MOSCOW — Tens of thousands of Russians walked purposefully to a square in the center of Moscow on Saturday, speaking up against their authoritarian government after years of silence and marking a dividing point in the rule of Vladimir Putin.
People raised their voices in cities and towns across the country, an estimated 20,000 to 40,000 in Moscow, another 10,000 in St. Petersburg. In a buoyant mood, they celebrated a widespread feeling that something had changed as they gathered in the largest opposition protests Putin has ever encountered.
While no one was calling it a revolution — bloggers dubbed it The Great December Evolution — protesters demanded free elections and called for their leaders to listen to them. Organizers promised to hold an even bigger rally on Dec. 24.
Putin no doubt will win the presidency in March, putting him in position to rule for another 12 years. But by the end of the demonstration, change had already begun. Heavily armored police stood silently and respectfully and made no arrests here, unlike earlier in the week. Two government-owned television stations, Channel One and NTV, broadcast straightforward reports of the demonstration after ignoring the others over the last week. And in a message from his jail cell, blogger Alexei Navalny told Russians they had brought about the most important transformation simply by standing in the square.
“The most powerful weapon is self-esteem,” he wrote. “One for all and all for one.”
The entire political spectrum was represented — except the ruling United Russia party.
“We want free elections,” said Yevgenia Chirikova, an environmental activist, as she arrived to help lead the demonstration. “We want political prisoners freed.”
The protest was set off by widespread reports that the Dec. 4 parliamentary elections had been rigged, with ballot stuffing in favor of the ruling United Russia party, which supports Putin. Putin, who was president from 2000 to 2008 and has been prime minister since then, plans to run for president again in March. With presidential terms now six years, the protesters see no end to an authoritarian government.
Saturday, they wanted to show that they had had enough.
In a buoyant mood, they carried home-made signs calling for free elections and for the government to obey the law. “Another 12 years of Putin?” read one sign. “No thank you.”
They gathered on Bolotnaya Square, an island across the river from the Kremlin. The roadways were lined with police and riot troops in heavy gear. A light snow fell under deep gray skies, and everyone seemed to have a camera, recording their presence at what they expected would be remembered as a historic event. Many took pictures of the police, something rarely dared.
“I am very satisfied that so many people came,” said Roman Protasevich, a 31-year-old financial adviser. “I am not a member of any party. What matters is how many of us are here.”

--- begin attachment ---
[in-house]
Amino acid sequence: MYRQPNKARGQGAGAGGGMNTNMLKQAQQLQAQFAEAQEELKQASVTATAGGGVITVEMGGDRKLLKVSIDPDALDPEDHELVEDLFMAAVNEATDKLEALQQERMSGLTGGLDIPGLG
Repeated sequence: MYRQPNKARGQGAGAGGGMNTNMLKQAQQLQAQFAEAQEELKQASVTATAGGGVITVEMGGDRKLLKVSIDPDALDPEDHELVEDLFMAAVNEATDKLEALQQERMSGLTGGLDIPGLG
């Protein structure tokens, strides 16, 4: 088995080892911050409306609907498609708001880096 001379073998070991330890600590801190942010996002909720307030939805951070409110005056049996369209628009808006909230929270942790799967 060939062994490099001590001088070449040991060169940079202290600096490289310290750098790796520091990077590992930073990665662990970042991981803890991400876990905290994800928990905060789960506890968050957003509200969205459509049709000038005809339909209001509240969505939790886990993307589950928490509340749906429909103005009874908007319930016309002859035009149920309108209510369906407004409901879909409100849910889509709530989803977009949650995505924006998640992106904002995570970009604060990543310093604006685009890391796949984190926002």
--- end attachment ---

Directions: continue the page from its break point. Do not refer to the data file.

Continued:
Protasevich was representative of the crowd, which was youthful and part of the emerging middle class. They had a clear idea of what they want.
“I don’t want to hear any cries for revolution,” he said. “We should all obey the law, and insist the authorities obey it as well.”
He and others said they knew they had to act after Sept. 24, when President Dmitry Medvedev said he would not run for president again, in favor of Putin, who has no real opposition after many years of his control.
That provoked many citizens who had given silent assent until then to Putin’s control of the country. And Saturday they gathered in cities all over Russia to say they were ready to speak up.
The day began in Vladivostok, to the far east, where several hundred gathered on the water’s edge, and protests were held in Siberia, the Ural mountains and on to Moscow.
They chanted “Russia without Putin,” and for new elections. In Moscow, the crowd at Bolotnaya Square took over the chant that pro-Kremlin groups had used against them earlier in the week. “Russia, Russia, Russia,” they chanted.
The many thousands of people entered the square through metal detectors, but police skipped the usual search of purses so that the lines could move fairly quickly.
A Starlite Diner, which offers American food, stands at one side of the square. Toward the late afternoon, a long line was waiting to get in on one end of the diner while a large contingent of police waited for deployment at the other end. Protesters were amused that Putin had tried to blame their mobilization on Secretary of State Hillary Rodham Clinton last week, and when they heard someone speaking English, two young Russians chortled that the American spies must finally have arrived.
Protasevich and a group around him were clear-eyed about their expectations. Putin is well in control, they said. The opposition is weak and disunited.
“I hope there will be change,” he said. “I don’t think it will happen quickly. But I think it will happen eventually.”